Beinn-na-Caillich – Photograph by Simon Larson (www.simonlarsonphotography.com)
Patricia Shone was born in Scotland but grew up in South Devon where she met clay at school. After studying ceramics in London, finances and a love of food led her into working as a chef both there and in Italy. Eventually the cooking took her to Skye where she returned to potting and where she has remained for twenty years.
My work is informed by the powerful landscape around me on the Isle of Skye. It develops in response to the feeling of connection with its inhabitants and their passage across the land. By walking the paths of predecessors I contribute to the formation of the paths at the same time as obliterating previous footsteps; as an incomer to this community I absorb and am changed by its culture whilst altering it by my presence here. The nuances of contradiction in the human experience of life are very visible here, but the community survives, just as the surfaces of the land are eroded but the substance of it remains constant and immutable.
I make mostly functional forms, boxes, bowls, jars, rather than direct representation of the landscape, because they are innately human vessels; they represent the human condition of surface and content.
The natural textures produced by clay reflect the formation and erosion in the geology of the land. The techniques I use to make my pots encourage the development of these textures on the surface of a tight and formal vessel.
It has taken many years for me to begin to understand this path in my work, and that our scars from living can be seen mirrored in the scars on the land.”
Patricia uses techniques in her clay work which reflect these processes. The pieces are hand formed by texturing and stretching. Sometimes by throwing, sometimes carving from solid lumps. The muted colours are achieved with oxides, slips and glazes but most of all by the firing processes and different clay bodies.
“I want the natural forms, colours and textures of the work to engage the viewer with a landscape beyond daily experience. As we advance, technologically, the surfaces we touch become increasingly synthetic and machine finished. I feel that what challenges us now is the reality of nature – wild, uncomfortable, dirty, unpackaged, visceral experience.”
Video by Craft Scotland
Wood firing is a long and hands-on method of kiln firing requiring continual stoking over many hours. Depending on the type of kiln, clay and the nature of the ware, the firing can be as short as 10 hours or as long as 10 days. The longer firings tend to be higher temperature (1280º -1320ºC) often to develop heavy deposits of ash on the pots. The ash melts at these temperatures to form part of the glazing.
“I have a small fast firing phoenix-type kiln which I built in 2013. I fire this on my own to 1280ºC in about 18 hours. Sometimes I can extend the firing depending on available help and the weather. We are exposed to the prevailing south west winds so weather is an important consideration in the progress of the firing. I use locally grown timber, mostly pine, and garden prunings. I am not aiming for heavy ash deposits but a fluttering of speckles to dirty up the surfaces and give the work a physical connection to the place of its making. Recently I have been using charcoal and peat filled saggars for some of the pots to achieve the dark black and stone like qualities of the rocks around me.”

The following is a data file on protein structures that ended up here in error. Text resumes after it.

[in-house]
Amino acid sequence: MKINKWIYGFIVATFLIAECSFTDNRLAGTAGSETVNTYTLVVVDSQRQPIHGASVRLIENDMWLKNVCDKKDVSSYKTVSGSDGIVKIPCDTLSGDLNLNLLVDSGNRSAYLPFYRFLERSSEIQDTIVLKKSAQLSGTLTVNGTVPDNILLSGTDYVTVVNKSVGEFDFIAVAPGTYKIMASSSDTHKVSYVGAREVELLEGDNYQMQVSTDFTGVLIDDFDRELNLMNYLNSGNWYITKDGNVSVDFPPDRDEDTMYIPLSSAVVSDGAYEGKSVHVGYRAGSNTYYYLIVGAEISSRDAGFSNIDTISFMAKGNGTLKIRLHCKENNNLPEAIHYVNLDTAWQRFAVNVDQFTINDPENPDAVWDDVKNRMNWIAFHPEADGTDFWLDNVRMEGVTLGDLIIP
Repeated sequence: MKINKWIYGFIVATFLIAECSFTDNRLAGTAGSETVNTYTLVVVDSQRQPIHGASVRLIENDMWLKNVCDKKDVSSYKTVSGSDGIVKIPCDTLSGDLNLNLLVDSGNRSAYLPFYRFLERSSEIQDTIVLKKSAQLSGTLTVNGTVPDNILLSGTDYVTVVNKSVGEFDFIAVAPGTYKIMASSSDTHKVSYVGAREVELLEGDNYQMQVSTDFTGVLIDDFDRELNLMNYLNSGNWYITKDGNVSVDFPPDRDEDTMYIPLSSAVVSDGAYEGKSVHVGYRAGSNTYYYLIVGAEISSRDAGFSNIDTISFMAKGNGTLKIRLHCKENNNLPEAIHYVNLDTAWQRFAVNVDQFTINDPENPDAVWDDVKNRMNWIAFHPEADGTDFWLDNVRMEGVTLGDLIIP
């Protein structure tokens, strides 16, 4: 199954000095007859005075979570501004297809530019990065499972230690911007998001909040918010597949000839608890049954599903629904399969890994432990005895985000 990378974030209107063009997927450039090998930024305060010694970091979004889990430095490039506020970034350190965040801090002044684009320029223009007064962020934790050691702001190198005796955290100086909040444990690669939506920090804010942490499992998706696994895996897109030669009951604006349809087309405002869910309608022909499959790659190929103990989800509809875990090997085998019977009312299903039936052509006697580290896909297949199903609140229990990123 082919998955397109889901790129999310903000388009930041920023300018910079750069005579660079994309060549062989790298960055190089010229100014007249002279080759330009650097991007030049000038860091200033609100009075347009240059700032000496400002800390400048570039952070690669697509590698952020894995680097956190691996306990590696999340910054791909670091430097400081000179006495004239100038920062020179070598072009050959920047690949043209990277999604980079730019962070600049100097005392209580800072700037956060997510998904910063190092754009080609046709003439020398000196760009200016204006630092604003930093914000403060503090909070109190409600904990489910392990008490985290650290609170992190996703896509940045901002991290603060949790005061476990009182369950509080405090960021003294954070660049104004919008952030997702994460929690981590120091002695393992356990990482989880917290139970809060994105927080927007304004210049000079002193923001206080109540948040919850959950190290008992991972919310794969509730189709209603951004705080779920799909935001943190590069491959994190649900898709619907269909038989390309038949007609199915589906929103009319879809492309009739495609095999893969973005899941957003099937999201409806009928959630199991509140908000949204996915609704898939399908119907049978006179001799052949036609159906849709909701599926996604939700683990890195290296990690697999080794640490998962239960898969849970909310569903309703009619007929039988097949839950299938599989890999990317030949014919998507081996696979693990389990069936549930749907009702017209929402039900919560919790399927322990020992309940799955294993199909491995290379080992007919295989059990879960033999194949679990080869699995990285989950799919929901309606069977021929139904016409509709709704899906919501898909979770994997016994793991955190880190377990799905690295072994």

The work produced from the wood kiln is stoneware, often glazed and will usually function to contain water. Due the the stretching techniques used to obtain the textures occasional pieces will be porous even when fired to these high temperatures.
Raku is a low temperature earthenware technique involving a very rapid glaze firing cycle. The pre-fired pots are placed into a hot kiln, heated up to about 1000°C and removed carefully using long tongs.
After removal from the kiln they are immediately immersed in combustables, sawdust, peat, leaves, the local newspaper, within an enclosed chamber. This leads to an incomplete combustion known as reduction, which draws chemically combined oxygen from the surface of the pots and gives them their unique range of colouring.
It was traditionally used in Japan to produce bowls for the tea ceremony but the pots were left to cool without the post firing reduction, this being a development by potters in America.
It is a fast and immediate process of transforming clay into ceramic. The weather plays a part in the progress of the firing and the subsequent smoking.
This type of low fired raku ware is porous and should not be used for liquids or food. It should be kept out of bright sunlight which will bleach the colour.
(The pots can be washed in warm water with a little soap or brushed gently with a soft nail brush to remove dust. They should be dried thoroughly before coming into contact with wooden or delicate surfaces.)